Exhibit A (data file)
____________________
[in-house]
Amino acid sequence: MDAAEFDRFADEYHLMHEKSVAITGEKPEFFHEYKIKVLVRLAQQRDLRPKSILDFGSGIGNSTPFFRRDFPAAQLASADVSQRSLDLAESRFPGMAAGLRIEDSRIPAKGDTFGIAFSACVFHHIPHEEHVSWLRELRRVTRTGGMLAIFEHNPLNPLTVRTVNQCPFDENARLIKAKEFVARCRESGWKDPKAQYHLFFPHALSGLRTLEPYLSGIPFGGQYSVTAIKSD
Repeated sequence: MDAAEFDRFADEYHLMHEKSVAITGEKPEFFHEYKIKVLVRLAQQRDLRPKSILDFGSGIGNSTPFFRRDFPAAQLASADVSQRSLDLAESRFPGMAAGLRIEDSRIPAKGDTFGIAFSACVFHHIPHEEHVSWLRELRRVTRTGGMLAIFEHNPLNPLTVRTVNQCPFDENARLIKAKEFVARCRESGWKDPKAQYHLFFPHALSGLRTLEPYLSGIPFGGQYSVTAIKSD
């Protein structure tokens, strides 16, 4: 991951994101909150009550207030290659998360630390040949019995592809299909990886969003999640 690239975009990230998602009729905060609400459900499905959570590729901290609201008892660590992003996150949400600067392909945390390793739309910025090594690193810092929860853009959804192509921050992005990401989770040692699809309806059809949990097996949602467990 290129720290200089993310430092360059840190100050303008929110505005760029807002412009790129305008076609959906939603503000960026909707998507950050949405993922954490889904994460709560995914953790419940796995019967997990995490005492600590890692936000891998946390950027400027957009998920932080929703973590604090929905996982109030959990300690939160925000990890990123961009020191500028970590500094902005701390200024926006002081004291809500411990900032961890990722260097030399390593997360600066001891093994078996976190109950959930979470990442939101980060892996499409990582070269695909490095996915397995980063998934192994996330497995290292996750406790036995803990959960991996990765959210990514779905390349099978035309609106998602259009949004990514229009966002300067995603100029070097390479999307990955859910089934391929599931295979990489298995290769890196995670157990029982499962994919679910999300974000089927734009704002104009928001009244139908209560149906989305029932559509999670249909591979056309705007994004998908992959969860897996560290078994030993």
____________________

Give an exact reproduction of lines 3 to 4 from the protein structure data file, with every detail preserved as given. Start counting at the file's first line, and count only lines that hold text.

Repeated sequence: MDAAEFDRFADEYHLMHEKSVAITGEKPEFFHEYKIKVLVRLAQQRDLRPKSILDFGSGIGNSTPFFRRDFPAAQLASADVSQRSLDLAESRFPGMAAGLRIEDSRIPAKGDTFGIAFSACVFHHIPHEEHVSWLRELRRVTRTGGMLAIFEHNPLNPLTVRTVNQCPFDENARLIKAKEFVARCRESGWKDPKAQYHLFFPHALSGLRTLEPYLSGIPFGGQYSVTAIKSD
């Protein structure tokens, strides 16, 4: 991951994101909150009550207030290659998360630390040949019995592809299909990886969003999640 690239975009990230998602009729905060609400459900499905959570590729901290609201008892660590992003996150949400600067392909945390390793739309910025090594690193810092929860853009959804192509921050992005990401989770040692699809309806059809949990097996949602467990 290129720290200089993310430092360059840190100050303008929110505005760029807002412009790129305008076609959906939603503000960026909707998507950050949405993922954490889904994460709560995914953790419940796995019967997990995490005492600590890692936000891998946390950027400027957009998920932080929703973590604090929905996982109030959990300690939160925000990890990123961009020191500028970590500094902005701390200024926006002081004291809500411990900032961890990722260097030399390593997360600066001891093994078996976190109950959930979470990442939101980060892996499409990582070269695909490095996915397995980063998934192994996330497995290292996750406790036995803990959960991996990765959210990514779905390349099978035309609106998602259009949004990514229009966002300067995603100029070097390479999307990955859910089934391929599931295979990489298995290769890196995670157990029982499962994919679910999300974000089927734009704002104009928001009244139908209560149906989305029932559509999670249909591979056309705007994004998908992959969860897996560290078994030993």